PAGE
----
Well... if we define the artist as "successful" who not only does incredibly well in financial terms but also has attained such a level of critical esteem that he or she is almost certainly assured a place in the narrative of art history then the "most successful" would almost certainly include:
Johns is in the $5 Million US per new canvas range and has a waiting list. Older paintings by Johns have sold for over $40 M. He was a central figure in the shift from Abstract Expressionism to Pop Art. His works include some of the most iconic pieces by any living artist and his works can be found in nearly any major museum collection.
Lucian Freud is also into the $5 Million plus range for any new canvas. His 1995 painting, Benefits Supervisor Sleeping
recently sold for over $33 Million. He is seen as one of the last living "old masters" and his paintings have have a profound influence on subsequent painters including Jenny Saville, Anne Gale, Cicily Brown, Alex Kanevsky, etc... Like Johns, his work is avidly sought by museums around the world.
Kiefer is perhaps the most towering figure to come out of the 1980s art movement known as Neo-Expressionism, and the most important Post-War German artist. He almost single-handedly shattered the premature declarations of the "death of painting" and brought a profound seriousness and ambition to painting once again with his vast tortured canvases dealing with the traumas of history... especially the Holocaust. Kiefer's paintings sell in the $2-4 Million range and are actively sought in major museums around the world.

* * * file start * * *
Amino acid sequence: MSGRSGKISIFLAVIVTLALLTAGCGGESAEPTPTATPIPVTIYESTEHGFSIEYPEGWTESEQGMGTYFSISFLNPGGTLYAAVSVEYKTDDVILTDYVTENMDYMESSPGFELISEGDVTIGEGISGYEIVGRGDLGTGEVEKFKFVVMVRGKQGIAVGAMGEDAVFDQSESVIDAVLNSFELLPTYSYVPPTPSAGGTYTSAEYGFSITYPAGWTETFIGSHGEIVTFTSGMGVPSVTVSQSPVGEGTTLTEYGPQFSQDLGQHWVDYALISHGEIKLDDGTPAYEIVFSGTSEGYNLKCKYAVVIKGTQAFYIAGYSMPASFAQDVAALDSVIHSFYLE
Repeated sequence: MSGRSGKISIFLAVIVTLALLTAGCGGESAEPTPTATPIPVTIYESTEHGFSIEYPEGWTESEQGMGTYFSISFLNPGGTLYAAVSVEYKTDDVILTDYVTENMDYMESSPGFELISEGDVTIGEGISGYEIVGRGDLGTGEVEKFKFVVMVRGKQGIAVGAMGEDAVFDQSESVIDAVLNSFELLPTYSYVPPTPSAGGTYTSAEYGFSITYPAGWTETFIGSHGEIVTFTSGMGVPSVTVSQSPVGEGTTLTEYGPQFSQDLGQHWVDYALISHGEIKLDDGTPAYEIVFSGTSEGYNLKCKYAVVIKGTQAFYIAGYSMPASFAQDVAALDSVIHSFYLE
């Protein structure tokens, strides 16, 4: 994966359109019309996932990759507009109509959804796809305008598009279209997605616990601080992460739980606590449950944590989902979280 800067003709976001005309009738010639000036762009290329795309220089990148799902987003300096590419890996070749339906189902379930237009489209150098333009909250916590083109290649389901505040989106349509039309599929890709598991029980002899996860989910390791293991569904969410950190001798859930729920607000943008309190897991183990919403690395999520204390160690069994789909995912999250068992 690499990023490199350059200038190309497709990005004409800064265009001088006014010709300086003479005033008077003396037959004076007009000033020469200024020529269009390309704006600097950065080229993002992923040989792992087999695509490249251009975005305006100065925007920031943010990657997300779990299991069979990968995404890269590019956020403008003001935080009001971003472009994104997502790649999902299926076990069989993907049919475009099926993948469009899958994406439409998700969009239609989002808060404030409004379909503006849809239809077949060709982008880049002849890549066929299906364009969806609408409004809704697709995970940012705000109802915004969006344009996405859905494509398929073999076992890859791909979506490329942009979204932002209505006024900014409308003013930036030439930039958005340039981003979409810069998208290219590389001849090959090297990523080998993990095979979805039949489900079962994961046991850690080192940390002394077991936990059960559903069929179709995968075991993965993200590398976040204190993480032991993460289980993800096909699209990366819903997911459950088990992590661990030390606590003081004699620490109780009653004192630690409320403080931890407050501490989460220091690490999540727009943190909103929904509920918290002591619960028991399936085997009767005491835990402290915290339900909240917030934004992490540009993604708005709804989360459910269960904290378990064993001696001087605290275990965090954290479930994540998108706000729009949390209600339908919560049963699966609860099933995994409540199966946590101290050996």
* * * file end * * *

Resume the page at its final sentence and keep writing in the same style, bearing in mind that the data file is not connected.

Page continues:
Brice Marden and Cy Twombly:
Twombly and Marden are both in the top tier in terms of price per new canvas. This is owed much to their perception as the last living links to the heroic generation of the Abstract Expressionists. Stylistically, they both are deeply indebted to Jackson Pollack. They are both highly sought by collectors, but do not seem to have as firm a hold on a position in art history.
If one were to add a third to Twombly and Marden it might be Sean Scully:
Scully is seen as having successfully merged the polar opposites of Minimalism and Abstract Expressionism... bringing a warmth or passion to the cold logic of Minimalism and a rational structure to gestural field painting. Along with Marden, Freud, and Johns he is one of the few living artists to have enjoyed a retrospective at MoMA or the Met while still alive.
Gerhard Richter would be another among the most successful artists:
Richter brought a certain European detachment to painting... developing several very different signature styles ranging from conceptual art to "squeegie-made" abstractions to photo-derived realism employing blurred photo references. Like Scully he has also been awarded the major museum retrospective. His paintings are in the $5 Million range... and his influence on a whole generation of subsequent photo-realists is undeniable.
Finally, I would include Chuck Close:
Close sells within the $2-4 Million range. His stature zoomed after he heroically continued to paint following his spinal artery collapse in 1988 which left him severely paralyzed. At that time his work took on an increasingly colorful and "expressionistic" edge, although it maintained its link to photo-realism and "process painting". Close's selection of well-known subjects including Lynda Benglis, Cecily Brown, Paul Cadmus, Francesco Clemente, Bill and Hillary Clinton, Merce Cunningham, Willem Dafoe, Eric Fischl, Philip Glass, Al Gore, Jasper Johns, Alex Katz, Roy Lichtenstein, Kate Moss, Brad Pitt, Robert Rauschenberg, Lucas Samaras, and Philip Glass only serve to increase his demand as a portrait artist.
Certainly there are any number of other artists who do quite well financially. Jeff Koons and Damian Hirst may be foremost among these... but the prices of both artists seem greatly inflated through careful manipulation of the market (such as Hirst's purchase of his own infamous For the Love of God
... the diamond skull piece... for over $100 Million through a dummy consortium thus assuring himself great press and increased prices)... while neither artist has anything approaching a unanimous critical opinion. A great many of the best art critics, museums, and collectors dismiss their work out of hand as little more than a product of the time and the art market. We shall see. They do little for me.